Without a political goal, guerrilla warfare must fail, as it must if its political objectives do not coincide with the aspirations of the people and their sympathy, cooperation, and assistance cannot be gained.

      The lack of a viable political goal has often been the key factor in an insurgency's failure. It will continue to be so as long as an insurgency is tainted by extreme criminal actions. Some insurgent leaders recognize this basic fact in confining revolutionary activities to their traditional purposes.

Popular support
      Revolutionary writings have constantly stressed the guerrillas' affiliation with the people (population). Guerrillas spring from the people, who in turn support their spawn, not only by furnishing sons and daughters to the cause but also by furnishing money, food, shelter, refuge, transport, medical aid, and intelligence—support that must simultaneously be denied to the enemy. Although T.E. Lawrence (Lawrence, T E) called for no more than “a friendly population, not actively friendly, but sympathetic to the point of not betraying rebel movements to the enemy,” he also wrote that his guerrillas “had won a province when the civilians in it had been taught to die for the ideal of freedom.” Georgios Grivas (Grivas, Georgios), a Greek soldier who led the Cypriot rebellion in the 1950s, wrote that a guerrilla war stands no chance of success unless it has “the complete and unreserved support of the majority of the country's inhabitants.” Mao repeatedly stressed the importance of proper troop behaviour: the Chinese guerrilla was required to pay a peasant for food, to respect his property, and not to offend propriety by undressing in front of a peasant woman.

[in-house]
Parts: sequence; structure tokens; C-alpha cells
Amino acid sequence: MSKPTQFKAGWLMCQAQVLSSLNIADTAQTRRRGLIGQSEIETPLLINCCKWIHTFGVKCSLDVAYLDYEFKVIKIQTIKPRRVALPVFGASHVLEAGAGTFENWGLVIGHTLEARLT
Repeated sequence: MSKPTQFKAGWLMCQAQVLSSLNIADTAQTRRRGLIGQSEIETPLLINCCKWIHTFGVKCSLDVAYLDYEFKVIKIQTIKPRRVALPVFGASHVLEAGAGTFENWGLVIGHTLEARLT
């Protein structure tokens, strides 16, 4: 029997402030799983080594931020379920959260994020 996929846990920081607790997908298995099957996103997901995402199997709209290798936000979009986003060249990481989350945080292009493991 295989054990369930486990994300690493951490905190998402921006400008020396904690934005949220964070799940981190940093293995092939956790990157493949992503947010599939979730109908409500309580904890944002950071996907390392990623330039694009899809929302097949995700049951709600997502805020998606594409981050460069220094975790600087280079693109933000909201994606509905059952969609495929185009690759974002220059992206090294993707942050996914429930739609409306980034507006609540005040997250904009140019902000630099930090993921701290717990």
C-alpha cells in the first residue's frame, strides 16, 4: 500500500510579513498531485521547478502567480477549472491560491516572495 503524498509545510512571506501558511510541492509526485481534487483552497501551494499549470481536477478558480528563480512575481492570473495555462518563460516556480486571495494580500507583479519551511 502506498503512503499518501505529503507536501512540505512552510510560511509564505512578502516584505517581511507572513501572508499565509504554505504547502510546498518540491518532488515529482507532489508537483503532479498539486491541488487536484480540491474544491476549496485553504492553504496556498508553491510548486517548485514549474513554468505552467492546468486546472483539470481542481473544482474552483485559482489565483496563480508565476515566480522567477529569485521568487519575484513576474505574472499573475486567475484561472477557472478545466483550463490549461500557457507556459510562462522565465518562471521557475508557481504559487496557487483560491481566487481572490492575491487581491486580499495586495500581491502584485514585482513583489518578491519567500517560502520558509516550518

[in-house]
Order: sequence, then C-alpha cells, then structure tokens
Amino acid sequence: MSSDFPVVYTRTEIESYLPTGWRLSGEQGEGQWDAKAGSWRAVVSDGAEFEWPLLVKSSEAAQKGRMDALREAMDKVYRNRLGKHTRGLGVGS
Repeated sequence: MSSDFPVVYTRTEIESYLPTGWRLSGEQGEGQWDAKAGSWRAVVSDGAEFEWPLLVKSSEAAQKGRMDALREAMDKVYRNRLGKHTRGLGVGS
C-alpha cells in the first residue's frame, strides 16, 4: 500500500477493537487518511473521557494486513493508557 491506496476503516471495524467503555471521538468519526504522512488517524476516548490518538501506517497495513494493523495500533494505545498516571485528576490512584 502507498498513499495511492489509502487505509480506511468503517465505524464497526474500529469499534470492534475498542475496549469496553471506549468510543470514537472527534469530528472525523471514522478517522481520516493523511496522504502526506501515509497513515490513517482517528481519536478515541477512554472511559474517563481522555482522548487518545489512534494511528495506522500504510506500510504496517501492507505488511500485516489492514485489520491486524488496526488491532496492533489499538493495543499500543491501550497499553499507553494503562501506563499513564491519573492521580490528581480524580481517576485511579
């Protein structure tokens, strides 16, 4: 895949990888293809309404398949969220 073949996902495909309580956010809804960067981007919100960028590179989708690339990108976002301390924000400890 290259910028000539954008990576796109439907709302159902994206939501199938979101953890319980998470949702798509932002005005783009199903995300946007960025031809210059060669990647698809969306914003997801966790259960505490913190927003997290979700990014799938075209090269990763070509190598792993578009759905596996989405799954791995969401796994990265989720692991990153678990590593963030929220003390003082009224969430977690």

Essential to maintaining domestic support and to gaining international support is vigorous, intelligent, and believable propaganda. Tito spread the word by newspaper and the Algerians by newspaper and radio, thereby enforcing Lawrence's dictum that the press is the greatest weapon in the army of a modern commander. The printed word has since been supplemented by the television camera, which has been defined as “a weapon lying in the street, which either side can pick up and use—and is more powerful than any other.” Today images of guerrilla and counterguerrilla clashes are delivered in real time, via satellite television and the Internet, from around the world.